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Summary: New Birth, god's Love, Life in Christ

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THE DAY AFTER CHRISTMAS

John 3:1-21

Introduction:

I’m not sure what your house looks like this morning, but my living room is filled with toys, open boxes of clothes, cast aside ribbons and wrapping paper. Yesterday morning the Burdette house was filled with excited screams, laughter and anticipation.

This morning was different…up early, but getting ready for church. Everyone else was asleep and it was quiet. It felt exactly like what is was…The day after Christmas.

All the preparation, all the anticipation reached its apex—yesterday. Now what?

I remember last year my whole family left for Florida on the day after Christmas. I helped them pack up the van and get on the road. I wasn’t able to go with them, so as I stood in the driveway watching them drive away I knew it would be really quiet in my house for the next week.

On that original Christmas day over 2,000 years ago most of the world had no idea God’s greatest present had been delivered, wrapped up in swaddling clothes and then had been laid in a manger. The shepherds knew. Christmas was an experience they would never forget. Mary knew something amazing was happening on the day after Christmas and she would treasure these memories. Dr. Luke says this about the shepherds after their visit: Luke 2:17-20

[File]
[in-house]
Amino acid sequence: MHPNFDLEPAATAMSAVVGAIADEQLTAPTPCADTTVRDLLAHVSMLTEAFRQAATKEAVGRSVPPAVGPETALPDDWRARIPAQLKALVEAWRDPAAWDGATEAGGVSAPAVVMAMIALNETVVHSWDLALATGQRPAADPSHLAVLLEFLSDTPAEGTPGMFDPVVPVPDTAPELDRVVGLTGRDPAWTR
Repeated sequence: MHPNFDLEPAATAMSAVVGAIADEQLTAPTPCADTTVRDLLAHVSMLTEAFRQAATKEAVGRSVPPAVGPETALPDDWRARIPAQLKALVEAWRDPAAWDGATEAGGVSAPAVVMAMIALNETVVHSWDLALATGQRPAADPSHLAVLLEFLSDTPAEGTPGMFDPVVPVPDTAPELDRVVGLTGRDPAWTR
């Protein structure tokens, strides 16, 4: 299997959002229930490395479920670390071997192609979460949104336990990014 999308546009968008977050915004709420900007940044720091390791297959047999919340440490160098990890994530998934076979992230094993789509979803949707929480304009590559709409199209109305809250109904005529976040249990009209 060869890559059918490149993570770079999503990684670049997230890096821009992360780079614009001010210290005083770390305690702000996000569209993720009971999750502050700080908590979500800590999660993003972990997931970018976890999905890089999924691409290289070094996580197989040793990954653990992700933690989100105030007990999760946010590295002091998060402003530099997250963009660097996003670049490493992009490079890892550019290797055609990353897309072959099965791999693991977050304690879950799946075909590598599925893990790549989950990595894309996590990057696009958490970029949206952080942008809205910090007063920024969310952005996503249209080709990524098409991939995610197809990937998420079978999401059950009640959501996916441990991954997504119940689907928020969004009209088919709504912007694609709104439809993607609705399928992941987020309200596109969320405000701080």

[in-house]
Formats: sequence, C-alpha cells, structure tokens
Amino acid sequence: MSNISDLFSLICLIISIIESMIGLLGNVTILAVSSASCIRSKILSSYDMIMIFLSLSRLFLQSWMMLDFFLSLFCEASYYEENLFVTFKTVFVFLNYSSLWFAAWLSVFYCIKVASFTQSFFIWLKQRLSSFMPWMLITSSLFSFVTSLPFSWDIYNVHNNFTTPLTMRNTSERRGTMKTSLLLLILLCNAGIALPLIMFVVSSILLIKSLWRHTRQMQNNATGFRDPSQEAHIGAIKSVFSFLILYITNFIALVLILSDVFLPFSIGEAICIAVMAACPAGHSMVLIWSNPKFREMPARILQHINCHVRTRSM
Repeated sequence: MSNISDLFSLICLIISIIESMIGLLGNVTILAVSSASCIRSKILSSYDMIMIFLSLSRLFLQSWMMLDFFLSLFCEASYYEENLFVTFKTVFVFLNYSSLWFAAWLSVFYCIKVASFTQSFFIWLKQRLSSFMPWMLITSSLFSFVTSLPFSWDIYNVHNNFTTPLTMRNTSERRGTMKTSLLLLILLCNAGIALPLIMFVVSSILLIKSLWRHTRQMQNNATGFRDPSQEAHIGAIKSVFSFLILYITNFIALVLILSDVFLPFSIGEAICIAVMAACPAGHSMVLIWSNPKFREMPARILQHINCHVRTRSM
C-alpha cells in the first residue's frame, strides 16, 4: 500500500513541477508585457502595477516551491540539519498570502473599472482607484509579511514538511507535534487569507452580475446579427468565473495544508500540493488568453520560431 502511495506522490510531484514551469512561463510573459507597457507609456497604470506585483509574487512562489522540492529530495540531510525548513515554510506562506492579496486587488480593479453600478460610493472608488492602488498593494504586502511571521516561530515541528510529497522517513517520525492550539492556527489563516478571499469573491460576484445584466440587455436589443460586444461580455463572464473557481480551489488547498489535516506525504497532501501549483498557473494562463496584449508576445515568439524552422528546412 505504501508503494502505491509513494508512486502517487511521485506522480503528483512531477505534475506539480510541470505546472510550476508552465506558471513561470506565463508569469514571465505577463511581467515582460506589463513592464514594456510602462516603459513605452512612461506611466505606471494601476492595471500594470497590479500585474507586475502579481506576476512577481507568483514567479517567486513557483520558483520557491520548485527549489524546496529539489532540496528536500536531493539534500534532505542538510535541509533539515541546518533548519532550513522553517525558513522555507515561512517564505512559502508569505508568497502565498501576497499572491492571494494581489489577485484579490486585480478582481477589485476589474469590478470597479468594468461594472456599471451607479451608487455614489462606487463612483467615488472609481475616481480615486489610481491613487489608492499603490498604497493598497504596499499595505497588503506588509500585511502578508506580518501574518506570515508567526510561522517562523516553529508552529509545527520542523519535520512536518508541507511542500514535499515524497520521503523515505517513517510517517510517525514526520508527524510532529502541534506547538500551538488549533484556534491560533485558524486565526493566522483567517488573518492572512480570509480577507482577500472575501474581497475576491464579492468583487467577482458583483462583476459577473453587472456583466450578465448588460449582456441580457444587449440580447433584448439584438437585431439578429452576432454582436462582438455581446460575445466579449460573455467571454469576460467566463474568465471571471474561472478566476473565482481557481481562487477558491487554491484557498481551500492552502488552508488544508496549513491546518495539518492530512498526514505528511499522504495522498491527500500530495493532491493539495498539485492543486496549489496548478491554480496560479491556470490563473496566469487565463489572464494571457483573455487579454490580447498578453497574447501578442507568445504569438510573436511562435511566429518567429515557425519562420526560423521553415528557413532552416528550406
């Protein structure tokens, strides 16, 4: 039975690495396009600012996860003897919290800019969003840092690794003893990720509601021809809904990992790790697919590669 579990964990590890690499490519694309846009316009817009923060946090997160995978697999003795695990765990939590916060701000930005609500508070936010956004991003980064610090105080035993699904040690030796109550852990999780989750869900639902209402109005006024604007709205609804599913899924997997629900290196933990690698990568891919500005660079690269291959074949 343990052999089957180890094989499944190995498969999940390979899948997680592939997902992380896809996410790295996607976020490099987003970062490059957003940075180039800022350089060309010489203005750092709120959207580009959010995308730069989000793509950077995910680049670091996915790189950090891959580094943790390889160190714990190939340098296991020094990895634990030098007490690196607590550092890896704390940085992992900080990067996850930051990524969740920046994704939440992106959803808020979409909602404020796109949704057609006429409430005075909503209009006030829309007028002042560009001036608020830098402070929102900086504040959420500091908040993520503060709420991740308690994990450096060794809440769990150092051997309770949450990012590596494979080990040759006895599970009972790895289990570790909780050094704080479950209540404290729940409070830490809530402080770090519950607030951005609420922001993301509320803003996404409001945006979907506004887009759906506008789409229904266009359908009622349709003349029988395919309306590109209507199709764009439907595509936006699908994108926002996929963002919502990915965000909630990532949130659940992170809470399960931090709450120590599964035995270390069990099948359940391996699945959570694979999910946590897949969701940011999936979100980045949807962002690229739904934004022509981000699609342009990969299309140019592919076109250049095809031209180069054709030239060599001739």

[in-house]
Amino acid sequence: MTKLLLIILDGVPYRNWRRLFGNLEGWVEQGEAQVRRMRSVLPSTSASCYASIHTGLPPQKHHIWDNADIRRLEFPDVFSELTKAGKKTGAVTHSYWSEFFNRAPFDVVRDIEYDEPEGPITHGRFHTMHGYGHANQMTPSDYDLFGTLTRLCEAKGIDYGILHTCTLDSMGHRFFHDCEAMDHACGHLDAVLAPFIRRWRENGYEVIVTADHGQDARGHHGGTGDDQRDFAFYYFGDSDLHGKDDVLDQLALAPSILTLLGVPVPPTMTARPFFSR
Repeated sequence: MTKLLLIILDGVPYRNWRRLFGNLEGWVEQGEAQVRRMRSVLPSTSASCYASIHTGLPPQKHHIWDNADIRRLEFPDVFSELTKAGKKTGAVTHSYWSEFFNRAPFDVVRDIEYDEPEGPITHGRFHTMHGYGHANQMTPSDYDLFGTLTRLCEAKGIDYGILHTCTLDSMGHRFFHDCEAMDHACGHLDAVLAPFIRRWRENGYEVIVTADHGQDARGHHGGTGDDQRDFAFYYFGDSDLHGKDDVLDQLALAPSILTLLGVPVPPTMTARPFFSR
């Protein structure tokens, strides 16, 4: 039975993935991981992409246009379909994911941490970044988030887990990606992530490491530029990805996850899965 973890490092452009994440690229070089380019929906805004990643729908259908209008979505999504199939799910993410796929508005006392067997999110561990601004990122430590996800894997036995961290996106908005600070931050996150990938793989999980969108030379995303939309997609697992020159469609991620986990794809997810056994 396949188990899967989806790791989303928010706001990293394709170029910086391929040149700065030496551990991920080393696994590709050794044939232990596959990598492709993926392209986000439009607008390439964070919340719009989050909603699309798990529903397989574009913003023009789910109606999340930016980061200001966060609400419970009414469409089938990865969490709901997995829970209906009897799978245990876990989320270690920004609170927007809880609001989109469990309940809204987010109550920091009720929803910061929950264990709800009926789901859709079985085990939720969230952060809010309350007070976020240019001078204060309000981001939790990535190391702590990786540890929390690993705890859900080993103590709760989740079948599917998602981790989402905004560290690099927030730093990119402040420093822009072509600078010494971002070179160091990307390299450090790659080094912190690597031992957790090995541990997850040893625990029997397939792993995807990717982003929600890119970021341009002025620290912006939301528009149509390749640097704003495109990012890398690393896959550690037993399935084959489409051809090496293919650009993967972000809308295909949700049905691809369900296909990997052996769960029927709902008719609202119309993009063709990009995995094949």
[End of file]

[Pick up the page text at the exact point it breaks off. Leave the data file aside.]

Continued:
The day after Christmas for Mary and the shepherds was a day to ponder, to wonder, to be amazed at what God was doing and to testify about all they had seen and heard. I still believe this is an excellent way to spend the day after Christmas. It’s a lot more exciting than worrying about putting away decorations and taking down lights.

What does the birth of Jesus Christ mean for me and the whole world in the days that lay ahead? His birth, the birth of the King of Kings, Mary’s little lamb. The world would soon discover He was born so we might have the opportunity to be born again.

1. The same spirit that brought about His birth would bring our new birth.

Nicodemus was a Pharisee, a member of the Sanhedrin, the Jewish ruling council. He had heard about Jesus’ miracles, he had heard about Jesus clearing the temple. He comes to visit Jesus at night. Why at night? Because he’s afraid? Because he’s cautious? Who knows?

But he says, “Rabbi (teacher) you must have come from God, because no one can do the things you’re doing unless God sent him!” A nice compliment but Jesus cuts to the chase. He gets right to the core of things immediately. “I tell you the truth; no one can see the Kingdom of God unless he is born again.” Nicodemus doesn’t understand, but Jesus pushes the issue. “I tell you the truth no one can enter the Kingdom of God unless he is born of water and the spirit.”

It is extremely hard, if not impossible to have a spiritual conversation with someone who is thinking in worldly ways. We’ve all been there—the blank stare, the “I have no idea what you’re talking about” expression. Nicodemus wore both of those. “Surely a man can’t be born again when he’s old. He cannot reenter his mother’s womb. This is impossible. What are you talking about?” Jesus explains there’s a huge difference in a baby’s real birth and spiritual rebirth. “Flesh gives birth to flesh, but the spirit gives birth to spirit.”


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